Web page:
February 8 at 4:03 PM
John D. Dingell, a Michigan Democrat who served in the U.S. House from 1955 to 2015, was the longest-serving member of Congress in American history. He dictated these reflections to his wife, Rep. Debbie Dingell (D-Mich.), at their home in Dearborn, on Feb. 7, the day he died.
One of the advantages to knowing that your demise is imminent, and that reports of it will not be greatly exaggerated, is that you have a few moments to compose some parting thoughts.
In our modern political age, the presidential bully pulpit seems dedicated to sowing division and denigrating, often in the most irrelevant and infantile personal terms, the political opposition.
And much as I have found Twitter to be a useful means of expression, some occasions merit more than 280 characters.
My personal and political character was formed in a different era that was kinder, if not necessarily gentler. We observed modicums of respect even as we fought, often bitterly and savagely, over issues that were literally life and death to a degree that — fortunately – we see much less of today.
Think about it:
Impoverishment of the elderly because of medical expenses was a common and often accepted occurrence. Opponents of the Medicare program that saved the elderly from that cruel fate called it “socialized medicine.” Remember that slander if there’s a sustained revival of silly red-baiting today.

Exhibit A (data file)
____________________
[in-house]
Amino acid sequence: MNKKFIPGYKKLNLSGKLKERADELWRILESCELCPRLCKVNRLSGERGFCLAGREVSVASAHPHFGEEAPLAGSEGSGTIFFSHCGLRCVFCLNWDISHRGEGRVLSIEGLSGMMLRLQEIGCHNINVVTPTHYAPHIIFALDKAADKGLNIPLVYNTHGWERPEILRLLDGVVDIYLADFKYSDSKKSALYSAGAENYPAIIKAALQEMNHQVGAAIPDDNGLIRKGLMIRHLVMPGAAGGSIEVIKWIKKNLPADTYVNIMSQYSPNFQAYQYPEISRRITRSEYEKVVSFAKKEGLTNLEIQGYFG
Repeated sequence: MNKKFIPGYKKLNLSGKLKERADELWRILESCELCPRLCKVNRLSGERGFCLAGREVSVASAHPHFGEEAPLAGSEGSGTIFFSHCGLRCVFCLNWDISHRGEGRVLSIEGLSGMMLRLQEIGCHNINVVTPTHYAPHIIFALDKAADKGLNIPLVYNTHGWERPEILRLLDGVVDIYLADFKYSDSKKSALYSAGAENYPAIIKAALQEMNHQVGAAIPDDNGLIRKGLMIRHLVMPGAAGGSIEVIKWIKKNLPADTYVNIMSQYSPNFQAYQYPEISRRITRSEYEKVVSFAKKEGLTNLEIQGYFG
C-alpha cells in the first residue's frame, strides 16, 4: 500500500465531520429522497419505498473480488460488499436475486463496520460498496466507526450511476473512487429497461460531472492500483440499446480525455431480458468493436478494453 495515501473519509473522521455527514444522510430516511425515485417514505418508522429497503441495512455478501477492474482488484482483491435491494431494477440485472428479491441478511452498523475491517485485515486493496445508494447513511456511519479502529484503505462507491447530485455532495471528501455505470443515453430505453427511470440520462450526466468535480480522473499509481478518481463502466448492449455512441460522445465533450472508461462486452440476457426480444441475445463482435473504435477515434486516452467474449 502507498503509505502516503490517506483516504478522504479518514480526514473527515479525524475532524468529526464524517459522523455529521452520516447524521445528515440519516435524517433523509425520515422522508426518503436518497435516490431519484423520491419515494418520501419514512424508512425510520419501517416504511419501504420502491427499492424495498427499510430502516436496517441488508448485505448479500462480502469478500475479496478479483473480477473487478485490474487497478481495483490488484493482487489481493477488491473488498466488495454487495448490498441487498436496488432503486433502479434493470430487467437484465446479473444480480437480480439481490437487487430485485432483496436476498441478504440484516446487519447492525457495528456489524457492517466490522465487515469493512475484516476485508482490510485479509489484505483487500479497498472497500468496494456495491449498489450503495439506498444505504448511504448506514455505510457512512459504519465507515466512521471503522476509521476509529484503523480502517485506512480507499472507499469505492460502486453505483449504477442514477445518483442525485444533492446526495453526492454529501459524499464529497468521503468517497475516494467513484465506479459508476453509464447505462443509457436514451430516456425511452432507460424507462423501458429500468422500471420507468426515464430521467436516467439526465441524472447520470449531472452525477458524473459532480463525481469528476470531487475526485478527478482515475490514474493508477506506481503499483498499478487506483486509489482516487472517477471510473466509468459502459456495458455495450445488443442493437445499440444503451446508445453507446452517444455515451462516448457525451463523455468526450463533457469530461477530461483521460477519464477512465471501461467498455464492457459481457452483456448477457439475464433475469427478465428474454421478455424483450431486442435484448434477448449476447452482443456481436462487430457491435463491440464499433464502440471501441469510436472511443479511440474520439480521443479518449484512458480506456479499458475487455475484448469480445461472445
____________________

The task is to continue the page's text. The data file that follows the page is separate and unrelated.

Not five decades ago, much of the largest group of freshwater lakes on Earth — our own Great Lakes — were closed to swimming and fishing and other recreational pursuits because of chemical and bacteriological contamination from untreated industrial and wastewater disposal. Today, the Great Lakes are so hospitable to marine life that one of our biggest challenges is controlling the invasive species that have made them their new home.
We regularly used and consumed foods, drugs, chemicals and other things (cigarettes) that were legal, promoted and actively harmful. Hazardous wastes were dumped on empty plots in the dead of night. There were few if any restrictions on industrial emissions. We had only the barest scientific knowledge of the long-term consequences of any of this.
And there was a great stain on America, in the form of our legacy of racial discrimination. There were good people of all colors who banded together, risking and even losing their lives to erase the legal and other barriers that held Americans down. In their time, they were often demonized and targeted, much like other vulnerable men and women today.